tags strategies: 

tags memworks: 

Reading Scientific Text

There are many memory strategies that can be effective in improving your recall of text. However, recent research shows that it is simplistic to think that you can improve your remembering by applying any of these strategies to any text. Different strategies are effective with different types of text.

One basic classification of text structure would distinguish between narrative text and expository text. We are all familiar with narrative text (story-telling), and are skilled in using this type of structure. Perhaps for this reason, narrative text tends to be much easier for us to understand and remember. Most study texts, however, are expository texts.

Unfortunately, many students (perhaps most) tend to be blind to the more subtle distinctions between different types of expository structure, and tend to treat all expository text as a list of facts. Building an effective mental model of the text (and thus improving your understanding and recall) is easier, however, if you understand the type of structure you're dealing with, and what strategy is best suited to deal with it.

Identifying structure

Five common types of structure used in scientific texts are:

  • Generalization: the extension or clarification of main ideas through explanations or examples
  • Enumeration: listing of facts
  • Sequence: a connecting series of events or steps
  • Classification: grouping items into classes
  • Comparison / contrast: examining the relationships between two or more things

Let's look at these in a little more detail.

Generalization

In generalization, a paragraph always has a main idea. Other sentences in the paragraph either clarify the main idea by giving examples or illustrations, or extend the main idea by explaining it in more detail. Here's an example:

Enumeration

Enumeration passages may be a bulleted or numbered list, or a list of items in paragraph form, for example:

Sequence

A sequence describes a series of steps in a process. For example:

Classification

In classification, items are grouped into categories. For example:

Comparison / contrast

This type of text looks at relationships between items. In comparison, both similarities and differences are studied. In contrast, only the differences are noted. For example:

[examples taken from Cook & Mayer 1988]

A study [1] involving undergraduate students inexperienced in reading science texts (although skilled readers otherwise) found that even a small amount of training substantially improved the students' ability to classify the type of structure and use it appropriately.

Let's look briefly at the training procedures used:

Training for generalization

This involved the following steps:

  • identify the main idea
  • list and define the key words
  • restate the main idea in your own words
  • look for evidence to support the main idea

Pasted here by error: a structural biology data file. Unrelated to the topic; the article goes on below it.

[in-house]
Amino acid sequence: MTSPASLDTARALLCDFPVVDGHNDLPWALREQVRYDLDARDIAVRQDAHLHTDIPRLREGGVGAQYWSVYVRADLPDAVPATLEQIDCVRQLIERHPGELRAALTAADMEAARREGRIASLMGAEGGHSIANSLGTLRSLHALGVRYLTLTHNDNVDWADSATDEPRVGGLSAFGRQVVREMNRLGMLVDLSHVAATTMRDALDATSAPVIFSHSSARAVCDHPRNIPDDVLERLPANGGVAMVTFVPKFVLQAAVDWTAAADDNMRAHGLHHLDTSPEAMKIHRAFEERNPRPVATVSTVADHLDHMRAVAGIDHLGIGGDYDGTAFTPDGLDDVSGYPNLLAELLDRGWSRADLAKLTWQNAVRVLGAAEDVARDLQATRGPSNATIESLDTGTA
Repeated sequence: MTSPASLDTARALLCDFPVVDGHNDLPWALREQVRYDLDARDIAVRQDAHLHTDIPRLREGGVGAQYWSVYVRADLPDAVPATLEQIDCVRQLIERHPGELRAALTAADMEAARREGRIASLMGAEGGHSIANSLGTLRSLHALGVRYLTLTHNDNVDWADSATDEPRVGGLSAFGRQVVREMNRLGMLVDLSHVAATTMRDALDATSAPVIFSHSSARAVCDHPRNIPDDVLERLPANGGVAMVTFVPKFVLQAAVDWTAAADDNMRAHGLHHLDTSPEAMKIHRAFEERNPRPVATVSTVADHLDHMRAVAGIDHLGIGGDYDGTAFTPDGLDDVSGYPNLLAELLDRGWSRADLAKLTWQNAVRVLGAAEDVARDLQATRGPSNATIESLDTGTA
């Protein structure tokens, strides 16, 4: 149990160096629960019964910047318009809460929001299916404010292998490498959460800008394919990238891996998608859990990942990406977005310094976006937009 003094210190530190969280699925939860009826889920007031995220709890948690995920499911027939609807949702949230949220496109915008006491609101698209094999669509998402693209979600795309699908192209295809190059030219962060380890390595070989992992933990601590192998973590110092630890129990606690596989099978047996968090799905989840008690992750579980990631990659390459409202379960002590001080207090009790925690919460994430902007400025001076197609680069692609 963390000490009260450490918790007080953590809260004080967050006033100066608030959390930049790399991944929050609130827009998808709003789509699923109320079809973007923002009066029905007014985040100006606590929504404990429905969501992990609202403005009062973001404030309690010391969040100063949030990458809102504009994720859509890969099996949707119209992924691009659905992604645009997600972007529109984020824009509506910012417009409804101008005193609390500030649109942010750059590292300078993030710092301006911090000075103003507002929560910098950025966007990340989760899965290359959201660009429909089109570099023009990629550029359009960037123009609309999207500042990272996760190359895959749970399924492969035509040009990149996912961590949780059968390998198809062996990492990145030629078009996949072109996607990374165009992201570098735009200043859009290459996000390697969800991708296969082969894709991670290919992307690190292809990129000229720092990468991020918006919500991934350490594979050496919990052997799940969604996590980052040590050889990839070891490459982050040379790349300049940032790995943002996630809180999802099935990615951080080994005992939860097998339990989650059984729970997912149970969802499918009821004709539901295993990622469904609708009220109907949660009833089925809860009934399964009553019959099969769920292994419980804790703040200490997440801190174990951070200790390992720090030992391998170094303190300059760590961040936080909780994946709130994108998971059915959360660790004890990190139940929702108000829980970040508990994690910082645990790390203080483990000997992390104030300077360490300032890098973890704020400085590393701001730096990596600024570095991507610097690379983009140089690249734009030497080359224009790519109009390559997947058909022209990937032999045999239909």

• what kind of support is there for the main idea?
    • are there examples, illustrations?
    • do they extend or clarify the main idea?

Training for enumeration

This involved the following steps:

  • name the topic
  • identify the subtopics
  • organize and list the details within each subtopic, in your own words

Training for sequence

This involved the following steps:

  • identify the topic
  • name each step and outline the details within each
  • briefly discuss what's different from one step to another

[Only these three structures were covered in training]

Most effective text structures

Obviously, the type of structure is constrained by the material covered. We can, however, make the general statement that text that encourages the student to make connections is most helpful in terms of both understanding and memory.

In light of this, compare/contrast would seem to be the most helpful type of text. Another text structure that is clearly of a similar type has also been found to be particularly effective: refutational text. In a refutational text, a common misconception is directly addressed (and refuted). Obviously, this is only effective when there is a common misconception that stands in the way of the reader's understanding -- but it's surprising how often this is the case! Incompatible knowledge is at least as bad as a lack of knowledge in hindering the learning of new information, and it really does need to be directly addressed.

Refutational text is however, not usually enough on its own. While helpful, it is more effective if combined with other, supportive, strategies. One such strategy is elaborative interrogation, which involves (basically) the student asking herself why such a fact is true.

Unfortunately, however, text structures that encourage connection building are not the most common type of structure in scientific texts. Indeed, it has been argued that "the presentation of information in science textbooks is more likely to resemble that of a series of facts [and thus] presents an additional challenge that may thwart readers' efforts to organize text ideas relative to each other".

Most effective strategies

The fundamental rule (that memory and understanding are facilitated by any making of connections) also points to the strategies that are most effective.